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Explosive Charges Filed in Trump-Russia Probe; Interview With Former U.S. Secretary of Defense Leon Panetta. Aired 4:30-5p ET

Aired October 30, 2017 - 16:30   ET



SEN. MARK WARNER (D), VIRGINIA: Papadopoulos is direct evidence that someone with the campaign was being contacted by Russians with information that they had lots of so-called dirt that included e-mails on Hillary Clinton.

MANU RAJU, CNN SENIOR POLITICAL CORRESPONDENT: Papadopoulos also downplayed contacts he had with a female Russian national, when in fact she also had ties to the Russian government that Papadopoulos pitched to the Trump campaign as part of an effort to have Trump meet with Vladimir Putin in Russia.

Papadopoulos even described the woman to campaign officials as Putin's niece. A campaign supervisor praised Papadopoulos for -- quote -- "great work," as Papadopoulos persisted to set up a meeting. The discussion reached the highest levels of the Trump campaign, with then chairman Paul Manafort and senior aide Rick Gates e-mailing to say -- quote -- "We need someone to communicate that D.T. is not doing these trips. It should be someone low level in the campaign so as not to send any signal."

But in July 2016, Papadopoulos said that a meeting between senior Trump officials with Putin aides -- quote -- "had been approved from our side."

Papadopoulos was arrested on July 27 and later pled guilty for knowingly and willfully making materially false statements. Today, White House officials are downplaying Papadopoulos' work with the campaign.

SARAH HUCKABEE SANDERS, WHITE HOUSE PRESS SECRETARY: It was extremely limited. It was a volunteer position. He reached out and nothing happened beyond that.

RAJU: But Trump himself told "The Washington Post" in March 2016 that Papadopoulos, seen in this photo with Trump, was on his foreign policy team.

DONALD TRUMP, PRESIDENT OF THE UNITED STATES: George Papadopoulos, he's an oil and energy consultant, excellent guy.

RAJU: According to his LinkedIn account, Papadopoulos graduated from DePaul University before in 2009, receiving a master's degree in a university in London. After graduating, he worked from 2011 to 2015 as a research associate at the Washington think tank The Hudson Institute.

In 2016, he worked as an adviser to the campaign of Dr. Ben Carson before switching to the Trump team.


RAJU: Now, Jake, sources tell us today that the House and Senate Intelligence Committees had tried to set up a meeting with George Papadopoulos, but they were unsuccessful and unable to interview them, as part of their own Russia investigation.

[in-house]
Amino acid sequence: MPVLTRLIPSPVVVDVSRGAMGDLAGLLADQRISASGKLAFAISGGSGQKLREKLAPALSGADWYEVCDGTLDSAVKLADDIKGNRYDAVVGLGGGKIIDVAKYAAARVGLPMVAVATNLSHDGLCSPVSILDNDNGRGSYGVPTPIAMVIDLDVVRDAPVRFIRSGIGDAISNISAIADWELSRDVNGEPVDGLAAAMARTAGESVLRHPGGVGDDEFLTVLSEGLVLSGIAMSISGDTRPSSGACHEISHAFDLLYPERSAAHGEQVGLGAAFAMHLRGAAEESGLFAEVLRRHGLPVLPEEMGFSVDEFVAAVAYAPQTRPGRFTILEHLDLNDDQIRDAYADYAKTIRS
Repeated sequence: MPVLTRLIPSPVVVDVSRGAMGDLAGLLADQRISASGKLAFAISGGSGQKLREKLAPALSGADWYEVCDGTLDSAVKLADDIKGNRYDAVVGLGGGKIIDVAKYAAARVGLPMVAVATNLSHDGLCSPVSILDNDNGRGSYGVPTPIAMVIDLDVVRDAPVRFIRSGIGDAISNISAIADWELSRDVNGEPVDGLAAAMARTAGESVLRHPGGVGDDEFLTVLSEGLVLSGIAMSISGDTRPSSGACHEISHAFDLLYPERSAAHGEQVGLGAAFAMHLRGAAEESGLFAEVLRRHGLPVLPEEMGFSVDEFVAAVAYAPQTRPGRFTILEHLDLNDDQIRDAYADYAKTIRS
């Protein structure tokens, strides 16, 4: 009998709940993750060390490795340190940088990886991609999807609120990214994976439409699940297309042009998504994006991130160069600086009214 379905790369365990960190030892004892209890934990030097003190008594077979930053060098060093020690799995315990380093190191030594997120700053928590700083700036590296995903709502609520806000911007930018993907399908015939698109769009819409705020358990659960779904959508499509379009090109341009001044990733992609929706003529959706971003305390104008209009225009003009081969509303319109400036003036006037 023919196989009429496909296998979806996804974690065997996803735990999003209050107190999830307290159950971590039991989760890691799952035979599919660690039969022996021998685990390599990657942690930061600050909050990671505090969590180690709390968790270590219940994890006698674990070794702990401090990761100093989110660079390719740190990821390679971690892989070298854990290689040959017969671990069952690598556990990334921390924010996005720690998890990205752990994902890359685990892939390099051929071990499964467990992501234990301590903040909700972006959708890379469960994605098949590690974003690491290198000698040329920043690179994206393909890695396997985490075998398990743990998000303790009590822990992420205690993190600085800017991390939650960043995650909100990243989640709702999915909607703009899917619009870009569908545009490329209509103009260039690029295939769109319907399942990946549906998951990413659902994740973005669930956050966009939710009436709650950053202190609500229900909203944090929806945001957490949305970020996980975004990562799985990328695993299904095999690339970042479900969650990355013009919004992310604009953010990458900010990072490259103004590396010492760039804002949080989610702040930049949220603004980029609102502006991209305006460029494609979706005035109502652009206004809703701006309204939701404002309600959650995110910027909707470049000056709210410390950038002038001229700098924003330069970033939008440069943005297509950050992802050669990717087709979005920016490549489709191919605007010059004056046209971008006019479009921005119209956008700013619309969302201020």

In other Capitol Hill news, Jake, I talked to the Senate Judiciary Committee chairman, Chuck Grassley, who told me that the president should not interfere with Bob Mueller's work in any way, saying he should let the special counsel do his job -- Jake.

JAKE TAPPER, CNN ANCHOR: All right, Manu Raju on Capitol Hill for us, thanks so much.

He served as chief of staff in a White House that faced its own set of scandals, so what advice might he have for President Trump and his White House team?

We will talk to Leon Panetta next.




HUCKABEE SANDERS: Today's announcement has nothing to do with the president, has nothing to do with the president's campaign or campaign activities.

The real collusion scandal, as we have said several times before, has everything to do with the Clinton campaign, Fusion GPS and Russia.


TAPPER: That was White House Press Secretary Sarah Sanders reacting to the news that two former Trump campaign officials, including the campaign chairman, have been charged and a third pleaded guilty in special counsel Robert Mueller's investigation.

Joining me now is former CIA Director and Defense Secretary Leon Panetta. He served as chief of staff as well to President Bill Clinton.

Director Panetta, thanks so much for joining us. Appreciate it.

I want to get your reaction to today's dramatic developments. What do you think?

LEON PANETTA, FORMER U.S. SECRETARY OF DEFENSE: Well, I think we have kind of crossed a threshold now, that we are dealing with a very serious investigation. Bob Mueller is a tough and dedicated prosecutor.

And he now has delivered the first indictments as a result of that investigation. I just think it goes to show that this is this is very serious, that it's being handled in a responsible and professional way, and that I think, rather than labeling this as false news or as a fraud of some kind, I think both the president and the American people ought to understand that we are now seeing a serious investigation into just exactly what role Russia played in the last election.